US v. Cornette: Cornette was convicted of being a felon in possession of a firearm and sentenced under the provisions of the Armed Career Criminal Act. Among the prior convictions that provided a basis for his ACCA designation was a 1976 conviction in Georgia for burglary and a 1986 North Carolina conviction for possession with intent to deliver a controlled substance. Cornette was sentenced to 220 months. After Johnson, he filed a 2255 motion arguing that those two prior convictions no longer served as ACCA predicates. The district court denied the motion.
On appeal the Fourth Circuit reversed the denial of Cornette’s 2255 motion. To begin, it rejected the Government’s arguments on a pair of procedural issues. First, the court rejected the Government’s argument that Cornette couldn’t prove his ACCA designation came about because of the application of the now-unconstitutional residual clause, restating a holding from a prior case that if there’s any doubt as to whether the residual clause applied the benefit of the doubt went to the defendant. Second, the court held that the waiver Cornette agreed to as part of his guilty plea did not preclude his 2255 challenge because if he no longer qualified under ACCA the district court lacked the authority to impose a sentence greater than 120 months. Then the court examined each of the two priors and agreed with Cornette that they no longer qualified as ACCA predicates. As to the Georgia burglary, the court held that the statute was not divisible and was broader than the generic definition of burglary (even after Stitt), based largely on the fact that the Georgia Supreme Court didn’t narrow the definition of offense until just after Cornette was convicted. As to the North Carolina drug offense, the court held that under Simmons Cornette was not subject to a potential sentence of greater than 10 years in prison and therefore it could not be an ACCA predicate.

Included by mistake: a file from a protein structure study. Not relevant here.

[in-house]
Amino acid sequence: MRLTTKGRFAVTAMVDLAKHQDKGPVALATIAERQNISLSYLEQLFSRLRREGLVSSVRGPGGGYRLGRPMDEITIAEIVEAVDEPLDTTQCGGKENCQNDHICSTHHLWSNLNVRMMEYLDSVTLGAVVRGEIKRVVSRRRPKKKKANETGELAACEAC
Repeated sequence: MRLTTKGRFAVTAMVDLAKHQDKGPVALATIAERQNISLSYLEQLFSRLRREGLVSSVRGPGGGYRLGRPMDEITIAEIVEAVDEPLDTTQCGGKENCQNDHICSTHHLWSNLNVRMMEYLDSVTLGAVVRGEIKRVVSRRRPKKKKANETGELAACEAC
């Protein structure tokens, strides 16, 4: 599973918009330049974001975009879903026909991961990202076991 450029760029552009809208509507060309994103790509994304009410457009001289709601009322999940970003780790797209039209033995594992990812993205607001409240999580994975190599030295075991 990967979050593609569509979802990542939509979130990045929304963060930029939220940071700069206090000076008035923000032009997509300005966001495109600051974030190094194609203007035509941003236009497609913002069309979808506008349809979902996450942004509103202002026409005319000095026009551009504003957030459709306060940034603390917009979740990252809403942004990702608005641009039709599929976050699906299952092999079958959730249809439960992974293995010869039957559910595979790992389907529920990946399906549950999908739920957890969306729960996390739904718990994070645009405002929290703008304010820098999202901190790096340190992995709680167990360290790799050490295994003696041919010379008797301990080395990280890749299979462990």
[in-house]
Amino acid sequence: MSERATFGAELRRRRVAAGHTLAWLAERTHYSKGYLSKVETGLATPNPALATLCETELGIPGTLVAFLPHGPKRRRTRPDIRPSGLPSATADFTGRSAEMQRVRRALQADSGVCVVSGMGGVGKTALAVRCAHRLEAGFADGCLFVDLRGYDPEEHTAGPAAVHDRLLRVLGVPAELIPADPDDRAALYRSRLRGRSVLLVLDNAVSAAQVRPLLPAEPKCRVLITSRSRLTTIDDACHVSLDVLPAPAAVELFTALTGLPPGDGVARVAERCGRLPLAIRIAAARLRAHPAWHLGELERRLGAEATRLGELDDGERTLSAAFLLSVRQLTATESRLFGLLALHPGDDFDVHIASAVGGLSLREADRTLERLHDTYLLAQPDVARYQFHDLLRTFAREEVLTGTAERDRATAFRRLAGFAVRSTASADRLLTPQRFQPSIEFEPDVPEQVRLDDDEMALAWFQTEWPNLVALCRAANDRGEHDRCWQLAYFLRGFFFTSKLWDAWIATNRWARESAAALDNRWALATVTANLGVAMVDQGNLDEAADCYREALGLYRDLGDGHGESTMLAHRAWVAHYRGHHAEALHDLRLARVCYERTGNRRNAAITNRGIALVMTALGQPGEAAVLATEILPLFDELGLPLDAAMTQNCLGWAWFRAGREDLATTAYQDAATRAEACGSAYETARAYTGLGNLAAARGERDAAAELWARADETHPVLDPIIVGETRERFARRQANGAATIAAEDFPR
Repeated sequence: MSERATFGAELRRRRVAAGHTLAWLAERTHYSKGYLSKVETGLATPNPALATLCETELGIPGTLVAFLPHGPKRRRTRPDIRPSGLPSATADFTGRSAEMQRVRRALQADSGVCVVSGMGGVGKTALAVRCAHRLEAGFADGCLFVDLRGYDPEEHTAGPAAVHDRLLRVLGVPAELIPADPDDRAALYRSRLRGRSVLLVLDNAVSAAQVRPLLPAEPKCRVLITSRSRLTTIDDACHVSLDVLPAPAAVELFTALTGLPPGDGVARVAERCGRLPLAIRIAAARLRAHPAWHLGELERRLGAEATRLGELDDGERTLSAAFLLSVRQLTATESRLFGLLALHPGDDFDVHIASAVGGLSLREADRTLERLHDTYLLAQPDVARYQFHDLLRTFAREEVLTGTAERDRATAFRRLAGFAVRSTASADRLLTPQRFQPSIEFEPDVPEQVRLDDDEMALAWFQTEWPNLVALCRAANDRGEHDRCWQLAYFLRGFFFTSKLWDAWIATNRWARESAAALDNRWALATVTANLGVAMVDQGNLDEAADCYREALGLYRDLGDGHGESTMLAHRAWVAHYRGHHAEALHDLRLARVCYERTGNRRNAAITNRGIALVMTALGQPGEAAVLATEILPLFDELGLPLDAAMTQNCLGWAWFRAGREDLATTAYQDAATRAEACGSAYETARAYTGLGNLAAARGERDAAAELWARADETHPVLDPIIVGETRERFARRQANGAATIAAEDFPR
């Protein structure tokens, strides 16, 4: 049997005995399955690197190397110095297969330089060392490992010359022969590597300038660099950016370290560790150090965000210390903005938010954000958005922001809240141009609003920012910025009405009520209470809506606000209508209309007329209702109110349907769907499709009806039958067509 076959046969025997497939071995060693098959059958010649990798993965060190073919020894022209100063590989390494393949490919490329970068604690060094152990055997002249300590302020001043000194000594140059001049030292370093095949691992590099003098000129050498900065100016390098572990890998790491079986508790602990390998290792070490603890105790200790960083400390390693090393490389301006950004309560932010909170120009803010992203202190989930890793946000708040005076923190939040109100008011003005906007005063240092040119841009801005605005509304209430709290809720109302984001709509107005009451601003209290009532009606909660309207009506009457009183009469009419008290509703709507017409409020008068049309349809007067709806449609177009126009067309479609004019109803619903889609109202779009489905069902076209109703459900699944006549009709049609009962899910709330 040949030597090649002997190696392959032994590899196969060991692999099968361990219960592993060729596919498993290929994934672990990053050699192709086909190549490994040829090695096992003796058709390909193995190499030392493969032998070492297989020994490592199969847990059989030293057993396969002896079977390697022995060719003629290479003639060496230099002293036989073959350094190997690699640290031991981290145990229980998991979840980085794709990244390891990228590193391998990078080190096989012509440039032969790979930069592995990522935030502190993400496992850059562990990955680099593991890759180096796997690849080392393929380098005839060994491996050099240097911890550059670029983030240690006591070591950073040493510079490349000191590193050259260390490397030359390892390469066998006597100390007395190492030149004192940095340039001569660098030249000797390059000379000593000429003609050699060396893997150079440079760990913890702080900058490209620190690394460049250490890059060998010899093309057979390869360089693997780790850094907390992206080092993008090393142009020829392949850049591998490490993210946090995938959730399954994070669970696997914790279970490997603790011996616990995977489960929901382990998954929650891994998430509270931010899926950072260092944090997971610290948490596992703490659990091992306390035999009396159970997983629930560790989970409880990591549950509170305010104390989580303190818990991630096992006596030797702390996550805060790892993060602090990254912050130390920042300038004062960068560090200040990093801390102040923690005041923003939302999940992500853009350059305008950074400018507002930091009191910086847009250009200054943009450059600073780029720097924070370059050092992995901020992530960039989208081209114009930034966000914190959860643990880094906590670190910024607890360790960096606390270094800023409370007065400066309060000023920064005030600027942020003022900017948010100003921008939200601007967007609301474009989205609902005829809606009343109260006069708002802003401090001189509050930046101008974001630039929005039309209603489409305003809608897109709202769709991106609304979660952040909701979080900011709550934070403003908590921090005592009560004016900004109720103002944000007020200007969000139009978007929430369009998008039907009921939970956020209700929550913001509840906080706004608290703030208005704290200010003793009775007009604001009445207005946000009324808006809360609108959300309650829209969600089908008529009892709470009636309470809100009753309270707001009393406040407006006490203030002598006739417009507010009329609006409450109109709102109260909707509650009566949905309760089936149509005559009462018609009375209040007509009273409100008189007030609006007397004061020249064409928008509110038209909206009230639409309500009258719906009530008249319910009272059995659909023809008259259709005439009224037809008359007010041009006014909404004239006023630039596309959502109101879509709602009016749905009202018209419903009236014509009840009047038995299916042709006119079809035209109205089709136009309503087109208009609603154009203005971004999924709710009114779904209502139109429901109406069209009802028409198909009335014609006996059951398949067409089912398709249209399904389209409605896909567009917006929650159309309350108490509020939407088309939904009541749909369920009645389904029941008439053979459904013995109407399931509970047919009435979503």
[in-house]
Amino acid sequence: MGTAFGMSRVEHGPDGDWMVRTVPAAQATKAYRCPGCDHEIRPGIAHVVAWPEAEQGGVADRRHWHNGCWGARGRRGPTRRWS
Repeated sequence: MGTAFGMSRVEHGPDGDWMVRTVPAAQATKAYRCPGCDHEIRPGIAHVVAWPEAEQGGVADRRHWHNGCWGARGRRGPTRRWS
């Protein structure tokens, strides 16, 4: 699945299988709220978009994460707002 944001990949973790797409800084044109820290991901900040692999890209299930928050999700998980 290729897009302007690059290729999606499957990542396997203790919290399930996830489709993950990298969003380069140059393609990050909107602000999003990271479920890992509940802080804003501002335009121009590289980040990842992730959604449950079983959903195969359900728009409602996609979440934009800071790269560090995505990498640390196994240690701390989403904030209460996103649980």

Congrats to the Defender office in WD NC on the win!